Our film odyssey continues with the first film in a new kind of movie franchise, based on a wildly popular book series about wizard school.
An incredibly beautifully animated film about a 10-year-old girl figuring out how to solve her own problems, while also giving baths to monsters, it helped turn Studio Ghibli into a global brand.
The last of the 2007 AFI Top 100 for us to cover is also an all-time favorite of mine. All of my dogs are named after its characters. But how to parse whether one of the parts of what is basically one long three-part movie is one of the best films of all time on its own?
Alastair Sim plays the title character in what was considered for decades to be maybe the definitive version of the Dickens story, though I was a little thrown by the way the movie makes up a bunch of extra bits of Scrooge’s origin story for no discernible reason.
Ingmar Bergman’s final film is about kids at Christmas, and also basically every other thing you can think of.
After the passing this week of the great Dean Stockwell, we revisit his very weird performance in a Roger Corman HP Lovecraft adaptation because… I felt like it.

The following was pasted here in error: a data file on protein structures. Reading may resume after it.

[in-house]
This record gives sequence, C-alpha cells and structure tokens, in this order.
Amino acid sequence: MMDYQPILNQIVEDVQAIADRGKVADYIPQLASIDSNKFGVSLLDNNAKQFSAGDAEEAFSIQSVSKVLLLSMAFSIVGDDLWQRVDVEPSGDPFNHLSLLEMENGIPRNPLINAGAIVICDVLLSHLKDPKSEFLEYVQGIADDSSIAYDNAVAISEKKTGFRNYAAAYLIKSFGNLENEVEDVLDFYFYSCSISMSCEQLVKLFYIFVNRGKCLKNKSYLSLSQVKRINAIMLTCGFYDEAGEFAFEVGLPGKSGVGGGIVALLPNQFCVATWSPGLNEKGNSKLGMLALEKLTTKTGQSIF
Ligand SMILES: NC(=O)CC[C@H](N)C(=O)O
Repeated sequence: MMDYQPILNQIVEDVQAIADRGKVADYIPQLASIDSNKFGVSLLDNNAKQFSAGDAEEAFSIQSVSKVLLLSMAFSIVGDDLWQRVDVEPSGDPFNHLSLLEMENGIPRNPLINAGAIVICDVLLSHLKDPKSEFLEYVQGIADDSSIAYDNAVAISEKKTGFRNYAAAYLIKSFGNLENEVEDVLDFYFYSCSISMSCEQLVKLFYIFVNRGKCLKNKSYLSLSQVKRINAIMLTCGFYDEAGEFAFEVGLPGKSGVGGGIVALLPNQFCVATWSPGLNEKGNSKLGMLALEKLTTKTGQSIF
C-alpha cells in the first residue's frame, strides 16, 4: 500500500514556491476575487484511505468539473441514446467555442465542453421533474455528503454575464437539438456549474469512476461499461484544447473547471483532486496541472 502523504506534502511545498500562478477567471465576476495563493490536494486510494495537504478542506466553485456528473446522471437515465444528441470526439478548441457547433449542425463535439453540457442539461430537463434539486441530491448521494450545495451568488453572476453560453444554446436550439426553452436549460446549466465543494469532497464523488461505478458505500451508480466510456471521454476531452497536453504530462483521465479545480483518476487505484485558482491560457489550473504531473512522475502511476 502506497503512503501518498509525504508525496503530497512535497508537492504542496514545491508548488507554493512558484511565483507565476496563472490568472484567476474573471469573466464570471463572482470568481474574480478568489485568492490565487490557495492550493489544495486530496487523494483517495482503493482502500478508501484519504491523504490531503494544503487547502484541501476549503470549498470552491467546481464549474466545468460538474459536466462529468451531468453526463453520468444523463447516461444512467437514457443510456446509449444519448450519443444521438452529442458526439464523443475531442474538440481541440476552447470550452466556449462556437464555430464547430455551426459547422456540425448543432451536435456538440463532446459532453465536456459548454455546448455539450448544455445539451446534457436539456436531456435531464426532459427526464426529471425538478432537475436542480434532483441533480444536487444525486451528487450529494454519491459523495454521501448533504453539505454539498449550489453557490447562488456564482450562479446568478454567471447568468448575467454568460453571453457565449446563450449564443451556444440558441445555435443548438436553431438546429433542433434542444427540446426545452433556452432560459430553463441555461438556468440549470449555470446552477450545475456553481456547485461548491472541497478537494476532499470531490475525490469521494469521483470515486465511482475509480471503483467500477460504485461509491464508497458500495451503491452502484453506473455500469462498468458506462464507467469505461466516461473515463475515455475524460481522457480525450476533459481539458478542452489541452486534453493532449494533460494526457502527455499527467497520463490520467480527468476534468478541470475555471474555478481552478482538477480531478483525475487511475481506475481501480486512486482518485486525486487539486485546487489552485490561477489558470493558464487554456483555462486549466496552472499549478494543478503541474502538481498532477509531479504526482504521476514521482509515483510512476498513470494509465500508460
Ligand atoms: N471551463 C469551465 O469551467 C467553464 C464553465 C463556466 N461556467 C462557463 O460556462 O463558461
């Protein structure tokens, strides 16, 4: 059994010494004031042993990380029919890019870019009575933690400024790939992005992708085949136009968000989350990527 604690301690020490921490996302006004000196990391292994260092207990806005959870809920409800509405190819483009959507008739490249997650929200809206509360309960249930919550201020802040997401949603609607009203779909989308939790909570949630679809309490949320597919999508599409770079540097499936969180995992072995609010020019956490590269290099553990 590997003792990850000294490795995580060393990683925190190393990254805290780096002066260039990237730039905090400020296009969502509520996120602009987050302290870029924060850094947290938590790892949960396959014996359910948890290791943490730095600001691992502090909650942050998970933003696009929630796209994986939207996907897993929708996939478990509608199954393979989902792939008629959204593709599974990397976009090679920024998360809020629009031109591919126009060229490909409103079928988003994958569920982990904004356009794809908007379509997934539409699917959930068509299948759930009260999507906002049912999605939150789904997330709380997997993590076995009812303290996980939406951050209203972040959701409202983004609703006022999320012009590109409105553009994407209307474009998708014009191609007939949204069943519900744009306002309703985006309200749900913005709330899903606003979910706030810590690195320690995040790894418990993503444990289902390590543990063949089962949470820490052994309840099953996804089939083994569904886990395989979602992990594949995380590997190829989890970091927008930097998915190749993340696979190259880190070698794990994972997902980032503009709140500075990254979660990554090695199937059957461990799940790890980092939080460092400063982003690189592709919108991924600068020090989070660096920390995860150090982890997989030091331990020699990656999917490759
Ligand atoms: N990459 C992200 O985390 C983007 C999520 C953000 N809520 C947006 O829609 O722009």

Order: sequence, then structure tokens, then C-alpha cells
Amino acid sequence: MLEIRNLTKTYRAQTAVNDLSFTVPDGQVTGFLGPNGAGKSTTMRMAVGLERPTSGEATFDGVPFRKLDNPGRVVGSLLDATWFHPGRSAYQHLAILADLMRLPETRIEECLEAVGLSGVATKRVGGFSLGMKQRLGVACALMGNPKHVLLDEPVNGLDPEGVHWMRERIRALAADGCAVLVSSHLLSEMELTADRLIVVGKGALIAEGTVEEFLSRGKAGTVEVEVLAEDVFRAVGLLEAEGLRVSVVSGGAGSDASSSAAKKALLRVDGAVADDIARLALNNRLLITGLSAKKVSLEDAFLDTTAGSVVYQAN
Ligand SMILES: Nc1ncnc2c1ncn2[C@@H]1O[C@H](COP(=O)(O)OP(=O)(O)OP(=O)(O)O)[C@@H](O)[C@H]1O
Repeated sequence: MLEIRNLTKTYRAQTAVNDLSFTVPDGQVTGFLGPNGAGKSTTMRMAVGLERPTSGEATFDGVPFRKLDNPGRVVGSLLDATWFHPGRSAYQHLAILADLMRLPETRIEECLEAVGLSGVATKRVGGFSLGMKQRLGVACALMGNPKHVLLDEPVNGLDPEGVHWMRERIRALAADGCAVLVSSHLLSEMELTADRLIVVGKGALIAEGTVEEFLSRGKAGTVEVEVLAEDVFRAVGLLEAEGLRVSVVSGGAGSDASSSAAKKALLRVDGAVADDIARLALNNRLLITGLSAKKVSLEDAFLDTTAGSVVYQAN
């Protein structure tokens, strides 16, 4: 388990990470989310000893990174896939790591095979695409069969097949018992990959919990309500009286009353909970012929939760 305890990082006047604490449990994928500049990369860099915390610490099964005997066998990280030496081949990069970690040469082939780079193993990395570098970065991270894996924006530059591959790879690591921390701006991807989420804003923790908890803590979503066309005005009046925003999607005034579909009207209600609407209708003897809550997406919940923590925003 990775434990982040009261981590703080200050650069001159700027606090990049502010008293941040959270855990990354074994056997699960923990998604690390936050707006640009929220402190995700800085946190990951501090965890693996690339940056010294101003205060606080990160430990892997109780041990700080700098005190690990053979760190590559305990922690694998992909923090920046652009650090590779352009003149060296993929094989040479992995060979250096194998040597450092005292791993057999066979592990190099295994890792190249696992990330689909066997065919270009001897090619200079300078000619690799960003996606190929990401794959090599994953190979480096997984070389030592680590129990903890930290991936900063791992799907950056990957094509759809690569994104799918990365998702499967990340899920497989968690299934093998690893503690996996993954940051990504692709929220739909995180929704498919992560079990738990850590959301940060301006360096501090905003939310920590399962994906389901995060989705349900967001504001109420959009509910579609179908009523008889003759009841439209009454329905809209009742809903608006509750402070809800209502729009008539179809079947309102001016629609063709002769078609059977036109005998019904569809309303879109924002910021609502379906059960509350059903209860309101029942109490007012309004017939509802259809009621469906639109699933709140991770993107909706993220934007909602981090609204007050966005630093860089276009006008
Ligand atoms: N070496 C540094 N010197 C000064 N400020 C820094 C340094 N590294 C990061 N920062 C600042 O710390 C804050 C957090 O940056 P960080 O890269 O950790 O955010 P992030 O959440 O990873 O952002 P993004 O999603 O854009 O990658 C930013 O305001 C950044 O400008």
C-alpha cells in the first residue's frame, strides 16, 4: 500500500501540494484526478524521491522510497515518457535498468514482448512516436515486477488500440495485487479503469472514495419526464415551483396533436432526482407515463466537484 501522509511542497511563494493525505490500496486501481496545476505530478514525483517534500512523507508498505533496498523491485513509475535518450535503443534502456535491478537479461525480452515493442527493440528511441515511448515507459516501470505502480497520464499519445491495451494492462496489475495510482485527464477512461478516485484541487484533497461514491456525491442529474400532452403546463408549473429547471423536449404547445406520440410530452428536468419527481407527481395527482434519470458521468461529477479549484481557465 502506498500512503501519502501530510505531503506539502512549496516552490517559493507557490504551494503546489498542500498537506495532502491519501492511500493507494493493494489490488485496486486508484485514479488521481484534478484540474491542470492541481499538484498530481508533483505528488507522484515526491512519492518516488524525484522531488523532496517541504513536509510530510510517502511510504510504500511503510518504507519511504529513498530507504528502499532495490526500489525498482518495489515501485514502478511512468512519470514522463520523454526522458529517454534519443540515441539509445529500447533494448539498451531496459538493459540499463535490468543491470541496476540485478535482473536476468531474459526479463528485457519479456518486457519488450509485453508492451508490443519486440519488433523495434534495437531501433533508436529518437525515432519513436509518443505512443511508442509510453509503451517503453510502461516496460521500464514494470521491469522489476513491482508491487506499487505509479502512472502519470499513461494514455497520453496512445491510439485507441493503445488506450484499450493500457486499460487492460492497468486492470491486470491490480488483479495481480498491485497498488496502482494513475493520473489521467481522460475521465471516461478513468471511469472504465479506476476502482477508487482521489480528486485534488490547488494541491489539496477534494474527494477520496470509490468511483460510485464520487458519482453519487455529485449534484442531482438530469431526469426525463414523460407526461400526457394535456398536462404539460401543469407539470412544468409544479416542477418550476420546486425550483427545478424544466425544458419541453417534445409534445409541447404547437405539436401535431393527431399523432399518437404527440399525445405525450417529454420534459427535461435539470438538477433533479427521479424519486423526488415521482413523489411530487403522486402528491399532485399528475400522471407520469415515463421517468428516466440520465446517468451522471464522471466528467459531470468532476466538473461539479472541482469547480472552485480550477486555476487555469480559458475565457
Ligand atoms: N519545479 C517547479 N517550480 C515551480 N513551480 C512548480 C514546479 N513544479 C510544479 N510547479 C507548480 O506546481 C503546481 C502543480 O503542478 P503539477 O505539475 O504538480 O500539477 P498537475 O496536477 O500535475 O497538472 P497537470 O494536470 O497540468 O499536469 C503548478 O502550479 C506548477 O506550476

The vote winner for our Halloween Feature is more interested in its (now somewhat dated) special effects than in, you know, being a good movie in any particular way, unfortunately.
The vampire movie from which all others are descended, Bela Lugosi’s very specific performance and many creepy gothic visuals overcome its period limitations.
One of the goriest movies you’ll ever see, made on a very skinny shoestring by a bunch of friends, which seems to ask “what would be most disturbing at this moment?” and then do that.
Definitely the best movie ever made about were-panthers, it is remarkably effective at building tension using mostly shadows, sound design, and weird sexual undertones.